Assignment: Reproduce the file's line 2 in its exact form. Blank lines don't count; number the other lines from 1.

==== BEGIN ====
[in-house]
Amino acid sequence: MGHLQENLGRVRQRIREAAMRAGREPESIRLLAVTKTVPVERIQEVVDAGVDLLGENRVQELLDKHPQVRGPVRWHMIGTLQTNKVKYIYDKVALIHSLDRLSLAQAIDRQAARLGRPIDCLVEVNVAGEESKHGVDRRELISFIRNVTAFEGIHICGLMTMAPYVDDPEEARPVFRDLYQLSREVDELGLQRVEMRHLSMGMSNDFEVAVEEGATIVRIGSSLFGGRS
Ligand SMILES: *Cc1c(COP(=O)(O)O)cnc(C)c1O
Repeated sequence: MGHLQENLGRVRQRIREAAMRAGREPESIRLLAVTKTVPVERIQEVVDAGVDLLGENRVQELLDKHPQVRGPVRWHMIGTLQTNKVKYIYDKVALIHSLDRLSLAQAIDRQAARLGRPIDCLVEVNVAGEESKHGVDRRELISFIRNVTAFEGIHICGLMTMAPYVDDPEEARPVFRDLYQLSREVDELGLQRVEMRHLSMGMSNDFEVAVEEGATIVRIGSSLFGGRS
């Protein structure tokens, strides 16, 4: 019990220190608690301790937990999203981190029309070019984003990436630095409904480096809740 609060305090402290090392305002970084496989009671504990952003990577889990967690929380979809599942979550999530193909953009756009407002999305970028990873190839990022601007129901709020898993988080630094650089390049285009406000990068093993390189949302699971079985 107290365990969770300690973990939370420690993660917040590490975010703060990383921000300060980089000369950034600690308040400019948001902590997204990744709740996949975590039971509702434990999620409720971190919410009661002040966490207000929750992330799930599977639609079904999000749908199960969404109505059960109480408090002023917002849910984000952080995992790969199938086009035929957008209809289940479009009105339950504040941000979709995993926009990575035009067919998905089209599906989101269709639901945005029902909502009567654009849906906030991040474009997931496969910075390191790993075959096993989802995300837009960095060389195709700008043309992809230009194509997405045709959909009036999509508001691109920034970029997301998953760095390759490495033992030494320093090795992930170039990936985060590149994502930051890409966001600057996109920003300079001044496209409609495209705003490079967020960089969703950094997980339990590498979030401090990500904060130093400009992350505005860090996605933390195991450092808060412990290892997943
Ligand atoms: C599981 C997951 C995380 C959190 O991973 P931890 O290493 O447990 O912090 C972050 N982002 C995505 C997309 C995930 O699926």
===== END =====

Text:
Amino acid sequence: MGHLQENLGRVRQRIREAAMRAGREPESIRLLAVTKTVPVERIQEVVDAGVDLLGENRVQELLDKHPQVRGPVRWHMIGTLQTNKVKYIYDKVALIHSLDRLSLAQAIDRQAARLGRPIDCLVEVNVAGEESKHGVDRRELISFIRNVTAFEGIHICGLMTMAPYVDDPEEARPVFRDLYQLSREVDELGLQRVEMRHLSMGMSNDFEVAVEEGATIVRIGSSLFGGRS